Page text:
(From left), Rep. John Rubin, Adlynn and Robert Harte and Karen Dillon discuss their support in 2014 of legislation to make probable cause affidavits an open record.
Editor's note: The Associated Press contributed to this article.
WICHITA — A Leawood couple who were the victims of a failed search of their home for marijuana have lost their legal fight against the law enforcement authorities who conducted the raid.
Robert and Adlynn Harte spent $25,000 to get the records that led to the search, and they subsequently testified in support of legislation that made it easier to get probable cause affidavits in Kansas.
A federal judge summarily ruled late Friday that authorities had probable cause for the warrant to search the Hartes' Leawood home after a field test of wet tea leaves found in their trash falsely tested positive for marijuana.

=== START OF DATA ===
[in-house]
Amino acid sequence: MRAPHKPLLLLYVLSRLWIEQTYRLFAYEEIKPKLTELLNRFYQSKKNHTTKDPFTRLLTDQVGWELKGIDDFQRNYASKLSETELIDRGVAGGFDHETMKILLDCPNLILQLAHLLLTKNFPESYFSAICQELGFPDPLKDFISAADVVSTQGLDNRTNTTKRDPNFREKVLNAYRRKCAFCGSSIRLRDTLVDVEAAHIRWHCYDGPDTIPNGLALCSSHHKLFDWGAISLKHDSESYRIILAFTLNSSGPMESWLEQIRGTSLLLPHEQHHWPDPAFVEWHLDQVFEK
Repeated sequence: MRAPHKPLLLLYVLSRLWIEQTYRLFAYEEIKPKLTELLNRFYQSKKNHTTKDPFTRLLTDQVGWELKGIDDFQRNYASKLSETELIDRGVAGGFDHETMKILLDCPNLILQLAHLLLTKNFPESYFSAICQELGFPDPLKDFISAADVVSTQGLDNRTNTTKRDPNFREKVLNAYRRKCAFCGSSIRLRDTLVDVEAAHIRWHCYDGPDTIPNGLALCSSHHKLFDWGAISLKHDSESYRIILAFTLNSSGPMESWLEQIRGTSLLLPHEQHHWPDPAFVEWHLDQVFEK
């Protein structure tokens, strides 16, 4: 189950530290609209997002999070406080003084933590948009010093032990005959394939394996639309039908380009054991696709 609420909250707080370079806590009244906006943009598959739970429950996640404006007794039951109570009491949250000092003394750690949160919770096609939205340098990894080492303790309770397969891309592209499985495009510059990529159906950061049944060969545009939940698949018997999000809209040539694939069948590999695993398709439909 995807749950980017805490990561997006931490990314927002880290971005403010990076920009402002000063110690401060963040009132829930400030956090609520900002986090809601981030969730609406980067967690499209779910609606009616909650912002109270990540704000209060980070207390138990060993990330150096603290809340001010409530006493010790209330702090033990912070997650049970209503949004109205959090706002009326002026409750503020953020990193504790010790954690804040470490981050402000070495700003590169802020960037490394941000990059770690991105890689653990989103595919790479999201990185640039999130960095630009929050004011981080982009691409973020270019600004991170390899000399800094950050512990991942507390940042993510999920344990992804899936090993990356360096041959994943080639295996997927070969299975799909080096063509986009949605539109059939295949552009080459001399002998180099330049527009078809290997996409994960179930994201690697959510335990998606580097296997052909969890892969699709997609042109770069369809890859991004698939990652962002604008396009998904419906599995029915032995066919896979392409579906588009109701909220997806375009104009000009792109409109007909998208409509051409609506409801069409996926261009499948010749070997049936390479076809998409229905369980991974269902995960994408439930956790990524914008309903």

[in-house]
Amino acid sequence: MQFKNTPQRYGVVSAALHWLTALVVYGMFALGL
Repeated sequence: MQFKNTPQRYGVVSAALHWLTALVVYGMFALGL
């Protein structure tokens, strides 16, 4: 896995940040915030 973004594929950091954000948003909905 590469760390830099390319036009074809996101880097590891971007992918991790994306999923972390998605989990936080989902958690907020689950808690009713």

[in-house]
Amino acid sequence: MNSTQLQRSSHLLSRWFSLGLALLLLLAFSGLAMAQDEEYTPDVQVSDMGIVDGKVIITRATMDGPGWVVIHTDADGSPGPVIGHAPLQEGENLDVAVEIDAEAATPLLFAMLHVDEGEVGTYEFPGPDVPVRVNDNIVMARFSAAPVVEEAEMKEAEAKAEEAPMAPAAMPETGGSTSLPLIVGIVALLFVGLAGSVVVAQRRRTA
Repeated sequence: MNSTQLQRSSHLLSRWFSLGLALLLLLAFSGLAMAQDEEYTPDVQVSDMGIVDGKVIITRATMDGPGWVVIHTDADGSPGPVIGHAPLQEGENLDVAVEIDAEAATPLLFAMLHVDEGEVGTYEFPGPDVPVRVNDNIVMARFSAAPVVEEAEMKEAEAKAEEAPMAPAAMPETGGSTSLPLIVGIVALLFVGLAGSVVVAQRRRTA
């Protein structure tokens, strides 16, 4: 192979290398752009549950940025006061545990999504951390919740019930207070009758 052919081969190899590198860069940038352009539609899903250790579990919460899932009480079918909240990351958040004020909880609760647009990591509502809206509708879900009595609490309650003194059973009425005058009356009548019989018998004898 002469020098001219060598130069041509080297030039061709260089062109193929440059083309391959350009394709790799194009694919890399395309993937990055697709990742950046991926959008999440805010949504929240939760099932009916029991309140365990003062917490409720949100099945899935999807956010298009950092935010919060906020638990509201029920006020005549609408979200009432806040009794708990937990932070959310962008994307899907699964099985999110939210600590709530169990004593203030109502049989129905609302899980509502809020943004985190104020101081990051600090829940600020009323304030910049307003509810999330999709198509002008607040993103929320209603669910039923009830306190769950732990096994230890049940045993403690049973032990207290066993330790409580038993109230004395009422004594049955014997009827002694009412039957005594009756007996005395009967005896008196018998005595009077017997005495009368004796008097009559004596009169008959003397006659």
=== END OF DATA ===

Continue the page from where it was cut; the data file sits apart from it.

The failed search in 2012 launched the couple on a crusade for documents to find what led to the search, which produced no charges.
Their lawsuit also prompted the Johnson County Sheriff's Office to now require lab confirmation of suspected drug material.
The couple received the Kansas Sunshine Coalition's Friend of Open Government award in 2014 along with Rep. John Rubin, R-Shawnee, and Karen Dillon, then a reporter for a Kansas City television station. Dillon now reports for the Lawrence Journal-World. Rubin carried the bill that led to the change iin how PCA's are handled by district court personnel.